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Establishing a Budget

By: Lisa Thiel - Updated: 16 Aug 2010 | comments*Discuss
Setting wedding budget amount bank

The cost of the average UK wedding’s difficult to pin down but one thing’s for certain – it’s going up every year. With an annual rise of around 8 per cent, you can expect your dream day to set whoever’s paying back at least £20,000 – or, to put it another way, nearly all of the average person’s annual salary (£23,600).

Not only are prices going up, there’s no guarantee your first wedding will be your only one. It’s traditional for the bride’s father to pay for the wedding, but as more people than ever get divorced and remarried, they’re finding the costs coming out of their own pocket.

Clearly, knowing how much you can afford to pay and sticking to it’s the only way you’ll get through your wedding without selling everything you own. But where do you start with so much to plan? Read on for cash-savvy success…

Setting the Budget

It should be obvious, but don’t budget for an amount that is any more than you can afford. Your dream wedding will turn into a nightmare if the costs spiral out of control, so be realistic from the outset.

Do your research before sitting down to plan out your spending totals. Order brochures, make phone or online enquiries about the cost of specific services, check whether prices include VAT, and decide on your guest list so you know exactly how many you’ll be ordering for. Guessing now will mean shortfalls later.

Be as specific as you can when allocating sums of money to different items. For example, don’t just budget for the ‘reception’; allocate separate amounts to venue hire, food, alcohol, entertainment, decoration, wedding favours and catering staff. That way you’ll know how the expense is being shared out and shift money between different budgets if necessary.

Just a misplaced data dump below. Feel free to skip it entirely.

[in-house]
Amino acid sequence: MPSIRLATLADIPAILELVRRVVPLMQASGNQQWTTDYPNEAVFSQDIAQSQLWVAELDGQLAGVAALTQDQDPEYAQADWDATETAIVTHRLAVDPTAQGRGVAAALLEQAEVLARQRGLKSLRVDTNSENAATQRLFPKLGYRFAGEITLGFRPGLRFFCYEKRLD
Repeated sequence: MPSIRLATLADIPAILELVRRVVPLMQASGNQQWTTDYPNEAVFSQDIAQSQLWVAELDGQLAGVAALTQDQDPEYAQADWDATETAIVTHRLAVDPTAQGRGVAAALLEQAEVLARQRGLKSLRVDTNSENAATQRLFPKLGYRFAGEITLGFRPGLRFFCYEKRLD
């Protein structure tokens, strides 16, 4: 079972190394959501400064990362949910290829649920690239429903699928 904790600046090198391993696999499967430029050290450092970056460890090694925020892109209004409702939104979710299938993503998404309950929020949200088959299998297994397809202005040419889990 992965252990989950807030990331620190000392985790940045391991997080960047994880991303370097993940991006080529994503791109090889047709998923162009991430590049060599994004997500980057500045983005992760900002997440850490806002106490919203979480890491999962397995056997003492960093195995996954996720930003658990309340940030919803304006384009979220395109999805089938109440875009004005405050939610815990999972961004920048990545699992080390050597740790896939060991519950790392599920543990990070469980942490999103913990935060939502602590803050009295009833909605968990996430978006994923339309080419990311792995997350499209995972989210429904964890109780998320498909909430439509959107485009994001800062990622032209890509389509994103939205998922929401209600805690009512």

Online planners can make light work of budgeting, with pre-programmed categories for you to add your specified amounts for different services. They’ll even do the adding up if your maths is a little shaky!

However large your overall total, build in a contingency amount (around 10 per cent is recommended) to cover any costs you haven’t foreseen. As long as you’re prepared, such extras won’t come as a shock.

Tips for Saving Money

Whoever’s responsible for the bill, it’s a good idea to open a separate bank account for all wedding monies, and pay a set amount into it each month by standing order. This will let you begin paying for your wedding months before you start planning.

Flashy hotels and expensive bars are all very well, but it’s just as easy to turn your church hall or community centre into a festive space with some decent lighting and flowers. Look into renting your local buildings – you’ll end up with more control over the decoration and it’ll be far cheaper.

Can’t afford a sit-down meal? Opt for a buffet, which will save you the cost of serving staff. Make your wedding cake a part of the main meal, instead of an optional extra, by serving slices as dessert – try going for a profiterole tower or a gooey chocolate gateau.

Setting your heart on exotic flowers in December’s a surefire way to break the bank. Ask you florist for suggestions of flowers that are in season, as they’ll be more readily available and thus cheaper to use.

Finally, don’t be afraid to ask people you know if they’ll provide their services for a reduced rate. Friends and family will know your financial situation and are probably dying to show off their skills in flower arranging, cake decorating or Djing. There’s nobody that doesn’t love a wedding – so get on the phone and ask away!

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